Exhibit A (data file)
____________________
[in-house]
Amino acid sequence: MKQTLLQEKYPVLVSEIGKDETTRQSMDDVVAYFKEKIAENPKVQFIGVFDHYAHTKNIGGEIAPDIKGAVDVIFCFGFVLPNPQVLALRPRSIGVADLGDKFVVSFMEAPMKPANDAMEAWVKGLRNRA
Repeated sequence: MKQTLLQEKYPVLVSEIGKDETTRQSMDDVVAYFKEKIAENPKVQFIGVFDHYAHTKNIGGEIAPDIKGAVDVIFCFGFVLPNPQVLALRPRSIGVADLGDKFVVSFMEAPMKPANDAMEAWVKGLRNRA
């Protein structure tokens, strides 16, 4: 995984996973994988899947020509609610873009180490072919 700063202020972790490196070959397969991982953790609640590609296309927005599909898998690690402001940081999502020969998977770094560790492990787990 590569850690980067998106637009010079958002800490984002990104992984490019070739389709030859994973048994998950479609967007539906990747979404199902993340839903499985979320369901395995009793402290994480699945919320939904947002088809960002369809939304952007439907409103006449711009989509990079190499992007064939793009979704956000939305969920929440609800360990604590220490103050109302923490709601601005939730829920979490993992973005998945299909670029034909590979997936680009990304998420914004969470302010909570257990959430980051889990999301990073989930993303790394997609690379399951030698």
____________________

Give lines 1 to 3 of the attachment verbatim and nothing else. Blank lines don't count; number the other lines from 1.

[in-house]
Amino acid sequence: MKQTLLQEKYPVLVSEIGKDETTRQSMDDVVAYFKEKIAENPKVQFIGVFDHYAHTKNIGGEIAPDIKGAVDVIFCFGFVLPNPQVLALRPRSIGVADLGDKFVVSFMEAPMKPANDAMEAWVKGLRNRA
Repeated sequence: MKQTLLQEKYPVLVSEIGKDETTRQSMDDVVAYFKEKIAENPKVQFIGVFDHYAHTKNIGGEIAPDIKGAVDVIFCFGFVLPNPQVLALRPRSIGVADLGDKFVVSFMEAPMKPANDAMEAWVKGLRNRA